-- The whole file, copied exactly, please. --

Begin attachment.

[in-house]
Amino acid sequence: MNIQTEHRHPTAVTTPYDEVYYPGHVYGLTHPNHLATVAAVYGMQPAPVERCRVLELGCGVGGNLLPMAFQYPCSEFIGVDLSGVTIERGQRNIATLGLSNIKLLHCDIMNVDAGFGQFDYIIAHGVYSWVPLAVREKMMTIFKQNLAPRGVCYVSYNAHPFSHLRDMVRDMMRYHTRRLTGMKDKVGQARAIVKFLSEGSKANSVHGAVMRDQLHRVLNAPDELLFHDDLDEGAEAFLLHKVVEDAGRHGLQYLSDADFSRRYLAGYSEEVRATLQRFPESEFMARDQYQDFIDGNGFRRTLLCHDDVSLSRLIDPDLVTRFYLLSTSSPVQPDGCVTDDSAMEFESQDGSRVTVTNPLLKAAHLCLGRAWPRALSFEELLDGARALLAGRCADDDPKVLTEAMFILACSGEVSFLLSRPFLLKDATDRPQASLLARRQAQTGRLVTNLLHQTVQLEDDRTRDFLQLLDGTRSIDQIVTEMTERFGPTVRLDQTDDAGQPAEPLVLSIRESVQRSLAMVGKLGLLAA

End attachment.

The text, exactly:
[in-house]
Amino acid sequence: MNIQTEHRHPTAVTTPYDEVYYPGHVYGLTHPNHLATVAAVYGMQPAPVERCRVLELGCGVGGNLLPMAFQYPCSEFIGVDLSGVTIERGQRNIATLGLSNIKLLHCDIMNVDAGFGQFDYIIAHGVYSWVPLAVREKMMTIFKQNLAPRGVCYVSYNAHPFSHLRDMVRDMMRYHTRRLTGMKDKVGQARAIVKFLSEGSKANSVHGAVMRDQLHRVLNAPDELLFHDDLDEGAEAFLLHKVVEDAGRHGLQYLSDADFSRRYLAGYSEEVRATLQRFPESEFMARDQYQDFIDGNGFRRTLLCHDDVSLSRLIDPDLVTRFYLLSTSSPVQPDGCVTDDSAMEFESQDGSRVTVTNPLLKAAHLCLGRAWPRALSFEELLDGARALLAGRCADDDPKVLTEAMFILACSGEVSFLLSRPFLLKDATDRPQASLLARRQAQTGRLVTNLLHQTVQLEDDRTRDFLQLLDGTRSIDQIVTEMTERFGPTVRLDQTDDAGQPAEPLVLSIRESVQRSLAMVGKLGLLAA